Type 2 diabetes mellitus is a major public health issue for Native American people. Because glycemic levels are predictive of diabetes outcome, understanding determinants of high hemoglobin A1c (HbA1c) levels may provide targets for prevention efforts.
To investigate determinants of high HbA1c levels in Native American people.
We conducted a population-based, cross-sectional study of 206 participants with diabetes from 8 Native American communities in New Mexico. We used linear regression to assess the relationship of HbA1c level with age, body mass index (BMI), treatment type, duration of diabetes, physical activity, and diet.
Age, dietary pattern, and treatment type were determinants of HbA1c levels. Participants younger than 55 years had the highest adjusted HbA1c levels at 9.5% and those 65 years and older had the lowest levels at 7.8%. According to a participant's dietary intake, HbA1c levels were highest for those who consumed the most fat and sugar, and high consumption of fat and sugar affected HbA1c levels most among those younger than 55 years. Participants treated with insulin had the highest hemoglobin A1c levels. Physical activity was not associated with HbA1c level.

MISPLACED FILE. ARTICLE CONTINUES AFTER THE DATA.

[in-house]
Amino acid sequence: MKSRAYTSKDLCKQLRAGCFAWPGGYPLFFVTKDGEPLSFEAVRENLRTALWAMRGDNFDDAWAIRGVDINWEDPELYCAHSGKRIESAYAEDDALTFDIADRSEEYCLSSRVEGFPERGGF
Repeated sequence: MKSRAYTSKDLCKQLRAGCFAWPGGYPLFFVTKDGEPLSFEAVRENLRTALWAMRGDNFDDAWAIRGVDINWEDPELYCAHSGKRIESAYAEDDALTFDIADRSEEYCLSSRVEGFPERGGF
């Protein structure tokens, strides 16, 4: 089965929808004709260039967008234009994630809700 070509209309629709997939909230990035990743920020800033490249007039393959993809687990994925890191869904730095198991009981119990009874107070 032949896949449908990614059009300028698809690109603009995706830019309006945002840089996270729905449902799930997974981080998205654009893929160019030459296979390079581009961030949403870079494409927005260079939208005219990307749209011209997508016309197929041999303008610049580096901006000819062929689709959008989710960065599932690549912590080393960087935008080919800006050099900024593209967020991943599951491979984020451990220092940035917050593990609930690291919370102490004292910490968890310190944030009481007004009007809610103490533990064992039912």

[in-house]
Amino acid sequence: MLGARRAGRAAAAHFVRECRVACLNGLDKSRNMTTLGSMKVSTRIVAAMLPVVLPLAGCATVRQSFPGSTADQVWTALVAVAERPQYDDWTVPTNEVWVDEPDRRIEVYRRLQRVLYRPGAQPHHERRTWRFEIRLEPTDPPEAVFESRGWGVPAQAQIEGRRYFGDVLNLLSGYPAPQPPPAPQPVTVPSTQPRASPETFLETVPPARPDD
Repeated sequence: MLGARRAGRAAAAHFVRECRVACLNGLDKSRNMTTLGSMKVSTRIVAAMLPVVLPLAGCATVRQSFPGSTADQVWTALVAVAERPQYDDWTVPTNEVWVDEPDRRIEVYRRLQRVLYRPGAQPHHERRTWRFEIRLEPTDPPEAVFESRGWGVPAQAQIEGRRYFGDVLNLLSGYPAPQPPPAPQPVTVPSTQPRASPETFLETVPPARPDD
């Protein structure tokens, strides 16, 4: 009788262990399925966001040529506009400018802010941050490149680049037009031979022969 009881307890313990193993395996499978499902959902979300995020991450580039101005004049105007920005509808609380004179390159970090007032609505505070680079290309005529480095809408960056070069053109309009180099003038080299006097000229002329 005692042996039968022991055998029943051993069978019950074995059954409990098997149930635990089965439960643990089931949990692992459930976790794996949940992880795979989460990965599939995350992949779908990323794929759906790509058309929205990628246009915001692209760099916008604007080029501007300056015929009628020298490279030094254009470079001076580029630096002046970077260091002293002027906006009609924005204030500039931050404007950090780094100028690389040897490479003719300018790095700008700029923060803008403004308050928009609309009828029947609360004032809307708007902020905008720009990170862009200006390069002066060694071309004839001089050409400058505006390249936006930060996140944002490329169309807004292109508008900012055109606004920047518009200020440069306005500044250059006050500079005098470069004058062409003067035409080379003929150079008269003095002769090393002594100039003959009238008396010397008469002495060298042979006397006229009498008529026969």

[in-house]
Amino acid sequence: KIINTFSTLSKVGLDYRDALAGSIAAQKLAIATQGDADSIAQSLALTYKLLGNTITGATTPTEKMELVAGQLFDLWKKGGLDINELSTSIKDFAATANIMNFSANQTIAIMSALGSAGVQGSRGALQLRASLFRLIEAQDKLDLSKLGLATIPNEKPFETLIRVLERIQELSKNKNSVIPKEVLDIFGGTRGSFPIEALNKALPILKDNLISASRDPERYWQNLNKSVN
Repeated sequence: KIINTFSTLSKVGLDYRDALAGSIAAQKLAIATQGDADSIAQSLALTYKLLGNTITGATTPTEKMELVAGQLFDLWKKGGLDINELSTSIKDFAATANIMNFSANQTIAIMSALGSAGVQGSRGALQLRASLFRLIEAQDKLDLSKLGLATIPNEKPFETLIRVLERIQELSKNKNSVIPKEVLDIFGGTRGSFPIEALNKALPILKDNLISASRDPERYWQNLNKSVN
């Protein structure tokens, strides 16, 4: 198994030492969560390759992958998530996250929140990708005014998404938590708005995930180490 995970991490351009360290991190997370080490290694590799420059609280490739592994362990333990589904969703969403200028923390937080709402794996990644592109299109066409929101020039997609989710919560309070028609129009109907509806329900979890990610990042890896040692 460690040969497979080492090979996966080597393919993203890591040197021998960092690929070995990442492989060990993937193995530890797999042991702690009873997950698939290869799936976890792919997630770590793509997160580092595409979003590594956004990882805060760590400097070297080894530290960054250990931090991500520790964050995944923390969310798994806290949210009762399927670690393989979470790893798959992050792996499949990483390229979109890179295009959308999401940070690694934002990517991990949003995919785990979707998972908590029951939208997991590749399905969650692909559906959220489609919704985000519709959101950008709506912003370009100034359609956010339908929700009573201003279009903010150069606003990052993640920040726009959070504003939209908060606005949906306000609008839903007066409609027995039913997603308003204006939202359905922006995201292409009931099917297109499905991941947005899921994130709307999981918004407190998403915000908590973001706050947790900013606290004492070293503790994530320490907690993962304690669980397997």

We found an increasing severity of diabetes among younger people. To avoid increased morbidity and mortality in the future, young Native American adults with diabetes need vigorous therapy to maintain tight glucose control.